The best part about the 10 year anniversary of The Brawl in Detroit is that it no longer matters.
The melee triggered by fans and escalated by Ron Artest and Stephen Jackson to a frightening scene at the Palace in Auburn Hills ruined a season with championship promise for the Pacers and set the franchise back roughly six years give-or-take Travis Diener.
But the scene and impact is fading in the rearview mirror, so while ten years is a nice round milestone number, I'm really not moved to engage in heavy retrospective on all of the details that have already been exhausted over the years. In fact, all of the key players turned down interview requests for the Star's big look back. Nothing new to say, so why bother.
I did raise an eyebrow at one look back in time from Nat Newell which quotes NBA.com writer and 2004 beat writer for the Pacers, Sekou Smith.
"The Pistons were the flag-bearers for six or seven years in the aftermath of the brawl. Without the brawl, that would have been the Pacers," said Sekou Smith, The Indianapolis Star's beat writer that season who continues to cover the league for nba.com. "That roster, that coaching staff ... everything was in place."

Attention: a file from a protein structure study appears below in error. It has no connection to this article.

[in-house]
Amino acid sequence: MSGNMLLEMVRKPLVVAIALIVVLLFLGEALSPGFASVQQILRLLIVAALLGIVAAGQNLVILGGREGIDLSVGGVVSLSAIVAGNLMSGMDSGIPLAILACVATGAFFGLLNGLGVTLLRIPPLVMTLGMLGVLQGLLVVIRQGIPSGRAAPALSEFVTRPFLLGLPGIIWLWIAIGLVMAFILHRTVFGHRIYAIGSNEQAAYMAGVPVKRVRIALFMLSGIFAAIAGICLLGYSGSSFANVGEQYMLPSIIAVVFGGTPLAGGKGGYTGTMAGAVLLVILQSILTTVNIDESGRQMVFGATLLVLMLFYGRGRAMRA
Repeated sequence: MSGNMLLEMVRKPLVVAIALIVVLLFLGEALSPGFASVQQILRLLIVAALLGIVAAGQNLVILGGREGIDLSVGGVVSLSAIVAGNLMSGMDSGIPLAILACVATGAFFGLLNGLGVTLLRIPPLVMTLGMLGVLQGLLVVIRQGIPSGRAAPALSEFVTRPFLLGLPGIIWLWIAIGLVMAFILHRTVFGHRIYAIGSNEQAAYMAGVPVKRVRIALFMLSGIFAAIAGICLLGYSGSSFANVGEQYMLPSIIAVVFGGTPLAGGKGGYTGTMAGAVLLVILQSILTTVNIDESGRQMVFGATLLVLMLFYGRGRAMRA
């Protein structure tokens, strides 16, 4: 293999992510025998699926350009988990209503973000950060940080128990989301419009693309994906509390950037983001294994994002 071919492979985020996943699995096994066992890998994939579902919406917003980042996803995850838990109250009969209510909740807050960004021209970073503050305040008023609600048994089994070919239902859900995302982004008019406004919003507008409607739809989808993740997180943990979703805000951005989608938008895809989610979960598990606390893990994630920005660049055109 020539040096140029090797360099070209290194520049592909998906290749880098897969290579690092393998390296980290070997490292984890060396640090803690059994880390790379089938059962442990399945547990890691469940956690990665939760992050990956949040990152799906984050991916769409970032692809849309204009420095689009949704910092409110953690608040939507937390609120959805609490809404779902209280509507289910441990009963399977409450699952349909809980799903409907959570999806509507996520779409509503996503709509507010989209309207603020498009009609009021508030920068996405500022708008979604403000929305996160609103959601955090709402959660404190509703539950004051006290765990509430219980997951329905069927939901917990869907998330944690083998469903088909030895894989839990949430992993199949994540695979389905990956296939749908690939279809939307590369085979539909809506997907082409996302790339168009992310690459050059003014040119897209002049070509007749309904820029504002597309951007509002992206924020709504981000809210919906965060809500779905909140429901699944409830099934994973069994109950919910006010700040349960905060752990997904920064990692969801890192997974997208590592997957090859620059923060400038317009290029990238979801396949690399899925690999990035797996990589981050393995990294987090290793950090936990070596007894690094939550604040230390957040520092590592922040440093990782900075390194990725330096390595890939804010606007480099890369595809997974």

The article goes on to presume the Pacers missed out on a raising a championship banner or more after things crumbled following the brawl.
Maybe it is a defense mechanism, but I've never bought this line of reasoning. The 2004-05 season was in its infant stages and to think a team relying on Artest, Jackson, Jermaine O'Neal and Jamaal Tinsley was going to keep it together and make a championship run seems absolutely absurd. There would've been adversity, let alone injuries, at some point and none of these guys ever showed the ability to handle either throughout their career.
Obviously, we'll never forget the incident but bathing in the details every year in November has become a tedious exercise. I do wonder how you may have digested the event at the time.
I was watching the game while preparing to fly out to Seattle the next morning for Thanksgiving. It was impossible to initially assess the impact because it was so much crazier than any incident on the court. With bias in tow, it seemed like the Pistons and Pacers would equally feel the brunt of the fallout since the Palace failed so miserably to handle the scene.
But it wasn't until the next day after arriving in Seattle that I had the full, "uh, oh" moment, when the Pacers and Ron Artest were the topic of every local show on radio and TV with the video on constant loop everywhere you looked.
So where were you when The Brawl erupted and how did you react to the fallout?